Faith and Service
A new command I give you: Love one another. As I have loved you, so you must love one another. By this everyone will know that you are my disciples, if you love one another. -John 13:34-35
We are called to love and serve one another by Jesus Christ. It is this command that guides us as we prepare young women to “lead and serve in a global society.” Service to others is a way of learning and forming the spirit of what it means to be a St. Joan Antida woman.
Through a rich faith experience and strong service learning component to the academic program, young women at St. Joan Antida High School develop socially and emotionally in the spirit of being caring, open-minded, and reflective. They become self-confident and mature young women who develop an ethic of service and an understanding of their role in making a positive impact on our global community.
Campus Ministry, Community Involvement and the Theology Department all strive to instill in our women the spirituality of Jeanne Antide and her motto, "Deus Solus," or God Alone. As part of our Catholic foundation, students at SJA participate in daily prayer, monthly Mass and student retreats where they have an opportunity to develop, nurture and grow their faith identity.
Learn more the faith and service characteristics that make up an SJA student and meet SJA's sponsoring order, the Sisters of Charity of St. Joan Antida below.
I integrate knowledge of the life, teachings, and paschal mystery of Jesus into my process of finding meaning and truth in my life.
I demonstrate a passion for life and empower others to find their own.
I exemplify what is right by using peace as a vehicle for forgiveness, reconciliation, and transformation.
I exhibit characteristics of servant leadership and charity.
Sponsors of St. Joan Antida High School – An International Baccalaureate World School
The Sisters of Charity of St. Joan Antida are an international community founded on April 11, 1799 by Jeanne Antide Thouret.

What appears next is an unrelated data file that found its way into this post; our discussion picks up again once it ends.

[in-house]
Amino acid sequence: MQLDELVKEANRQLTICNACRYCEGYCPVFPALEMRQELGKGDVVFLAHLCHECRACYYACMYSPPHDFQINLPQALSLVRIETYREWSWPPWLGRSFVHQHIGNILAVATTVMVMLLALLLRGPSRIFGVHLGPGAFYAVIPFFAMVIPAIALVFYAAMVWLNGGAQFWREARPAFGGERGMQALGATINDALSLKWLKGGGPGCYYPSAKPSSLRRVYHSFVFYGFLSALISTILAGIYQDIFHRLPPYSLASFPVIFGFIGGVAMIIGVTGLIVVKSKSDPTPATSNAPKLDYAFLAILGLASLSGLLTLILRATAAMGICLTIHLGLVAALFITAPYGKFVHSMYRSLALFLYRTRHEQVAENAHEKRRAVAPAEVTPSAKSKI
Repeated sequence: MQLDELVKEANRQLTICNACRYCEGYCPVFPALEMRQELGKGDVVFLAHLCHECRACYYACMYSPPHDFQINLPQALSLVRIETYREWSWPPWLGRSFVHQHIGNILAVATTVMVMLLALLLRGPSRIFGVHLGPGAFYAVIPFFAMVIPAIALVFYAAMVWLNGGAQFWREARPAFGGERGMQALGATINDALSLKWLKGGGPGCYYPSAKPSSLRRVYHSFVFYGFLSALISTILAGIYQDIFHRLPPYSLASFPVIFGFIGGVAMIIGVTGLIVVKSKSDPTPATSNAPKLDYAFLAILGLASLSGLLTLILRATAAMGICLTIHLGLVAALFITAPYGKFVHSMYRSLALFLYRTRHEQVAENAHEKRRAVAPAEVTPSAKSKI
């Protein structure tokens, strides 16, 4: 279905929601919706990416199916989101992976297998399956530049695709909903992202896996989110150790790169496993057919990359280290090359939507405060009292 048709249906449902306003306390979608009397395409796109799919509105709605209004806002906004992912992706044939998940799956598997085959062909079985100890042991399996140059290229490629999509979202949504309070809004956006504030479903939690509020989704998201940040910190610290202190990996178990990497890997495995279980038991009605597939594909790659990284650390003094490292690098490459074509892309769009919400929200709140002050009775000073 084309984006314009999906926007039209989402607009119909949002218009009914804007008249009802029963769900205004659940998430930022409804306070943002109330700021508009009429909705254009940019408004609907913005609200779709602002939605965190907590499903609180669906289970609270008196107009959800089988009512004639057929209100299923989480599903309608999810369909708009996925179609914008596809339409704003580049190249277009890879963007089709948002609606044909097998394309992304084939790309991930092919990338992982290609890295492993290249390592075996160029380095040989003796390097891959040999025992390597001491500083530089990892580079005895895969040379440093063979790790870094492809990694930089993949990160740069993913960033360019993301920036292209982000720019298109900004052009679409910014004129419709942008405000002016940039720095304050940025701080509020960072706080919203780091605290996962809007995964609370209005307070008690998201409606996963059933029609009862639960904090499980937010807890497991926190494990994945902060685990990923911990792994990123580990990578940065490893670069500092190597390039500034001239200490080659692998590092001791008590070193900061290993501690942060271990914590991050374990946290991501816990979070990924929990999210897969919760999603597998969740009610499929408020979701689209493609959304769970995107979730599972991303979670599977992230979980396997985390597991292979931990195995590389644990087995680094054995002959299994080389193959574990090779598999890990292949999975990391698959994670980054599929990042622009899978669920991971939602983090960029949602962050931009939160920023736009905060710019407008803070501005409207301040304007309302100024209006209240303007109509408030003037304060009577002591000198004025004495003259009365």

At the age of 22 and after seeing a vision of hands reaching out to her through a cloister grille, Jeanne Antide decided to join a community that combined prayer, community living, and ministry to the poor. They were called the Daughters of Charity of St. Vincent de Paul. During the French Revolution, all of the Sisters were disbanded and sent back to their hometowns. Jeanne Antide joined other groups of religious but none of them met her needs. She was invited back to Besancon to begin work among the people of her diocese. She agreed, and on April 11th opened a free school for the education of girls. She also visited the sick and opened a soup kitchen to feed the poor. This legacy continues to this day as we continue to respond to the cries of the poor.
In 1932 the Sisters of Charity of St. Joan Antida came to the United States where they ministered to the Italian immigrants in Milwaukee, Wisconsin, at the height of the depression. After celebrating our 200th Anniversary in 1999, we still continue to branch out across 26 countries following our mandate to go wherever we are needed.
Within the United States, the Sisters of Charity of St. Joan Antida serve through their work and sponsorship of St. Joan Antida High School (SJAHS).
Learn more about the Sisters of Charity of St. Joan Antida.
Jeanne Antida Award
Each year the Sisters of Charity of St. Joan Antida selects one senior who personifies the values and spirit of St. Joan Antida. The recipient is considered to be a model young woman who we are confident will go on to lead and serve in a global society.